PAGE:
Wicca and the Shallow End

It’s been a long time since I posted anything here, and I don’t know, I guess I’ve just been in the thick of things. I’ve also been sorting through the memory files as I’ve been embarking on this journey, thinking a lot about the past.

This has comprised of digging deep into history, not only my own; but also the history of modern witchcraft in general.

One of the tasks I have been set is to dive deeper into thoughts on the concept of ‘Wicca’, especially in terms of how I originally conceived of it compared to how I feel now, especially given the additional research I have been doing into the history of British Traditional Witchcraft, as it has come to be known. I’ve read a number of books in the past few months and viewed and re-viewed several documentaries and this has given a much deeper set of lenses from which I can view this nebulous topic of… WICCA. And of course, my pursuit of knowledge is ongoing. And the to-read pile is tottering…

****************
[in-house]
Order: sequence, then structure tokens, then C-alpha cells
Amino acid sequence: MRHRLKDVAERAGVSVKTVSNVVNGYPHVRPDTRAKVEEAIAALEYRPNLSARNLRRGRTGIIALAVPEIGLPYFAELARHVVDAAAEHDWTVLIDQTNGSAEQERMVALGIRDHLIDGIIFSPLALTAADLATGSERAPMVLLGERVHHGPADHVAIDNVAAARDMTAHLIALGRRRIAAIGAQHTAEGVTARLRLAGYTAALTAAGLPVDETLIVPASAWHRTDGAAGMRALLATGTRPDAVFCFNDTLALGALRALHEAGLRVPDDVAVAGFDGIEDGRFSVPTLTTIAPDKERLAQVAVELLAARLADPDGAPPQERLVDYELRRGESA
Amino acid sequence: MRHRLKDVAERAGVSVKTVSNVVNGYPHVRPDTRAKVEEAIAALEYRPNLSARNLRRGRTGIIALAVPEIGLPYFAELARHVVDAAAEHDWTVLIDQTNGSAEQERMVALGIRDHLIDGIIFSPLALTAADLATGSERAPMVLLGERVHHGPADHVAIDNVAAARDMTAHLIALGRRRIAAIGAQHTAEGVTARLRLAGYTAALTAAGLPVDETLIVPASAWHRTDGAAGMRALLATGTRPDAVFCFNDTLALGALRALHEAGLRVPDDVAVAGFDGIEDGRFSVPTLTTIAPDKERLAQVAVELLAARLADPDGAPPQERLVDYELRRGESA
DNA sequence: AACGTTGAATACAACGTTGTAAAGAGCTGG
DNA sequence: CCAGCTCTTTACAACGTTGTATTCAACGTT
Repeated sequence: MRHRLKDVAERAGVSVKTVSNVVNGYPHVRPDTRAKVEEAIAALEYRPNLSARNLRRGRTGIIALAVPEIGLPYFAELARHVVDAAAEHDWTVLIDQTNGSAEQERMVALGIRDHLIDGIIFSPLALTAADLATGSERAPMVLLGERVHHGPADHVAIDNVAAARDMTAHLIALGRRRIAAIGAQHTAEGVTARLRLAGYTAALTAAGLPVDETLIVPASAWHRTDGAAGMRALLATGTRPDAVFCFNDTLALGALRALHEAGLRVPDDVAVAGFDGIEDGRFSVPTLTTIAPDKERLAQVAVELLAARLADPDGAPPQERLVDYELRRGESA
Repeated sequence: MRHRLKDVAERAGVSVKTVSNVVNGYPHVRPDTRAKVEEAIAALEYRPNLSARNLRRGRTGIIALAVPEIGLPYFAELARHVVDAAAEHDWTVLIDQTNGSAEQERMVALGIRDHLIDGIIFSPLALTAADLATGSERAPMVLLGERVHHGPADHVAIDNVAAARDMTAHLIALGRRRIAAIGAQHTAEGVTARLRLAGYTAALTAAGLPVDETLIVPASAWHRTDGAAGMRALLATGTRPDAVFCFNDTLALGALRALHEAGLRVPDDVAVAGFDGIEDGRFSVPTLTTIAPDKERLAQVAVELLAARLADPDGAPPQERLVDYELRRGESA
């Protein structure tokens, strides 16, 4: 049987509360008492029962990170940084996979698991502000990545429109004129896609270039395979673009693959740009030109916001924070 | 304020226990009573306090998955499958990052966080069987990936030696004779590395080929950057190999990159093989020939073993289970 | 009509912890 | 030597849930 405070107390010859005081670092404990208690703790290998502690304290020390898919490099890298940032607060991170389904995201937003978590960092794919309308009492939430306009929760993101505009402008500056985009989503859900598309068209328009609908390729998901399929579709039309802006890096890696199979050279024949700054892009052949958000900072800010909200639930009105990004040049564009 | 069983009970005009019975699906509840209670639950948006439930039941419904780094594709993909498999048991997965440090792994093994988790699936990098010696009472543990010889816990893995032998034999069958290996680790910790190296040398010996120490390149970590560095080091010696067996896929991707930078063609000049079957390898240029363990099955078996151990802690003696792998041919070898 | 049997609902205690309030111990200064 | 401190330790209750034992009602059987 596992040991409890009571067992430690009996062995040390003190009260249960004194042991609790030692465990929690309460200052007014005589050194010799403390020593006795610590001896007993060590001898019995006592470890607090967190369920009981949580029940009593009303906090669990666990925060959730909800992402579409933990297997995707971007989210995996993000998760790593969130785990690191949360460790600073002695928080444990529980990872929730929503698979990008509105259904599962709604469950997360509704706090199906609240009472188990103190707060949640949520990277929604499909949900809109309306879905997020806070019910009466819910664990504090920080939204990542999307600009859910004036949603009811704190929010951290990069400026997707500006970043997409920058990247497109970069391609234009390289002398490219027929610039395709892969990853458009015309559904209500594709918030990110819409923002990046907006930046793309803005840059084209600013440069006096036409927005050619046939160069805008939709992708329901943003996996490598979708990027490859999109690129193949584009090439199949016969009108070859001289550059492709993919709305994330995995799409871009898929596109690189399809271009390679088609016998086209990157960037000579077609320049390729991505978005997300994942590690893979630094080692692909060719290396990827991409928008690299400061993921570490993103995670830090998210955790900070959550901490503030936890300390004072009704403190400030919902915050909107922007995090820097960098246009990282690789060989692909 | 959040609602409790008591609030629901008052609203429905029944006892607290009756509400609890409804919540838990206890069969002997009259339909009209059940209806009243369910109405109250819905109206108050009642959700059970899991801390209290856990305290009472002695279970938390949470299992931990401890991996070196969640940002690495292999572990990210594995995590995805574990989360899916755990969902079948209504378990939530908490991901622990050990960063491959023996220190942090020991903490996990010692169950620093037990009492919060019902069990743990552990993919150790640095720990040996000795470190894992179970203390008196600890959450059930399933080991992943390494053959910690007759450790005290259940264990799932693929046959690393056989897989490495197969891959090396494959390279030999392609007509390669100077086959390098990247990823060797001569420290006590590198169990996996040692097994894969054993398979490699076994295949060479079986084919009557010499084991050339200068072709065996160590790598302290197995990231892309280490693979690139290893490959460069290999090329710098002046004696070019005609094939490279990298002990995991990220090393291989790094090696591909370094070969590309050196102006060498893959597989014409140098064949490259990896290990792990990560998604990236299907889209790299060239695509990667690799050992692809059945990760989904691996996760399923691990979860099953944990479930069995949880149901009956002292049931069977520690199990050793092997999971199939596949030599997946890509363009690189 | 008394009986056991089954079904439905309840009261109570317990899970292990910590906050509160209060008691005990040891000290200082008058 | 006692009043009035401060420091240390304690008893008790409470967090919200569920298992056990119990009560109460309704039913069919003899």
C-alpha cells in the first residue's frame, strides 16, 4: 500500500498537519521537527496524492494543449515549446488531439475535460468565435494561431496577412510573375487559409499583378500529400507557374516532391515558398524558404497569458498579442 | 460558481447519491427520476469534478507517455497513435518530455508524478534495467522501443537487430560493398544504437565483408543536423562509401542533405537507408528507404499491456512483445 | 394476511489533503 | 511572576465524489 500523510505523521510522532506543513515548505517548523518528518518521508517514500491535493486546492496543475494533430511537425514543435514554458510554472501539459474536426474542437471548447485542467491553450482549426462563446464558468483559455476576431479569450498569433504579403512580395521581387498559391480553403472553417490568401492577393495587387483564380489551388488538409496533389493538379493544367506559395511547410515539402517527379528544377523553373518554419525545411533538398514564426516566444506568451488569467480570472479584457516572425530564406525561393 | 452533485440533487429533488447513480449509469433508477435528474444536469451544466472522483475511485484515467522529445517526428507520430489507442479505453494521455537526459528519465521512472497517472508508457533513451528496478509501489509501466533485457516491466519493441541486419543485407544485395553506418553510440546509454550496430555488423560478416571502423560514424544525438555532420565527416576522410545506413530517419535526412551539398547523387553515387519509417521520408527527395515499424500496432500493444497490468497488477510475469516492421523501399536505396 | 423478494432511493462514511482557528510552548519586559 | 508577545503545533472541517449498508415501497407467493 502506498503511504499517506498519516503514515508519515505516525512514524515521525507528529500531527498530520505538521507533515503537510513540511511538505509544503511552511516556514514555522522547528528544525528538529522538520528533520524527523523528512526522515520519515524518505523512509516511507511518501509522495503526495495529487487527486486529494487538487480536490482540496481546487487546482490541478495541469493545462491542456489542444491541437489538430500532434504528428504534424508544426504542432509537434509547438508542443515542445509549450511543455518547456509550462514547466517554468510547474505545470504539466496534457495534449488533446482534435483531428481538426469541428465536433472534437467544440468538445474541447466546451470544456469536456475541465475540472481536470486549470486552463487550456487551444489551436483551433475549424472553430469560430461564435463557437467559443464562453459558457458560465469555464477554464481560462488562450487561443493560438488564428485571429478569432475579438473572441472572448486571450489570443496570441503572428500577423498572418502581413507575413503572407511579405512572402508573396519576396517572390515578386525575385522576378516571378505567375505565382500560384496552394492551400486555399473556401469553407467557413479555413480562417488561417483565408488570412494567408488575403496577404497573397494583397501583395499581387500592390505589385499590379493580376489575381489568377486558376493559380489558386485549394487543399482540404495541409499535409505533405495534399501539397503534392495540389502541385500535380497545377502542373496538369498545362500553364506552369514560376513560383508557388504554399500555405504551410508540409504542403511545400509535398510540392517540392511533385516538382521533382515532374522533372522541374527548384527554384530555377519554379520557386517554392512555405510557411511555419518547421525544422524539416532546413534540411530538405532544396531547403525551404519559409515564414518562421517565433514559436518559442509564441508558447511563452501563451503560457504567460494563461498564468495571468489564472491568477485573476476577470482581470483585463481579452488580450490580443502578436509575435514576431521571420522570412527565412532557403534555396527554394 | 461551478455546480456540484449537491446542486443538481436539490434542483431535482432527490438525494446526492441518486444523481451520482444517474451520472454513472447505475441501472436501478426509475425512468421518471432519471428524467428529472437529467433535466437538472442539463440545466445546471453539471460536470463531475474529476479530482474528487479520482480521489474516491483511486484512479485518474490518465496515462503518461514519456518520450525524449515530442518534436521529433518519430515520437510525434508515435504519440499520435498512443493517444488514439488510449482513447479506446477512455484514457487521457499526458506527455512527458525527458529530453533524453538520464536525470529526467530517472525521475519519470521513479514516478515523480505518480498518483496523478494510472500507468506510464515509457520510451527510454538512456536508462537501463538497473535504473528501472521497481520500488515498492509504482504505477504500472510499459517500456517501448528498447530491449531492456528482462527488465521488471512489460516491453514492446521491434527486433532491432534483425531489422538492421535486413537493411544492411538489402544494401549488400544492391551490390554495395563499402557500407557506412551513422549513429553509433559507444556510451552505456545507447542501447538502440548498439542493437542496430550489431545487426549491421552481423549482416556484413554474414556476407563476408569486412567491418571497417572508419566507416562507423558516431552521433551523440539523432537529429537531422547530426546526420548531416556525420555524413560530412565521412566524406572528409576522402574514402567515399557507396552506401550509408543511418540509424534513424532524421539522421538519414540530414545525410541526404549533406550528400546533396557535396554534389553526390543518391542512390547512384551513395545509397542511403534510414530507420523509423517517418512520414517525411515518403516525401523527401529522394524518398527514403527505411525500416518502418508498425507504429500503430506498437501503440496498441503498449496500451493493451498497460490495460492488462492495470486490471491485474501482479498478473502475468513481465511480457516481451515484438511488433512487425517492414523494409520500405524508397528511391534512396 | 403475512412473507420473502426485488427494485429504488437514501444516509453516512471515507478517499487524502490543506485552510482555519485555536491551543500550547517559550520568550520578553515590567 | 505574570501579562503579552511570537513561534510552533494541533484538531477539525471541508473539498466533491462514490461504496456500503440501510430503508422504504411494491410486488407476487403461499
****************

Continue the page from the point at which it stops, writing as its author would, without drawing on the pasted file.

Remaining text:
One of the things I have noticed about Wicca is how it can be one of those things that people think they know and have quite defined opinions on it. Here are some examples of statements I have seen from people on the topic of ‘Wicca’.

  • Wiccans are defined by their adherence to the threefold law, they are quite literal about it, and they are anti-cursing, hexing or any kind of baneful magic.
  • Wicca is basic and was a great ‘starting point’ but many practitioners claim they have ‘moved on’.
  • Wicca is culturally appropriative, and everything in it is stolen.
  • Wicca is very ceremonial, and different to folk magic or more nature based practices.
  • Wicca was entirely invented by Gerald Gardner, who was a nudist who just wanted to look at naked women.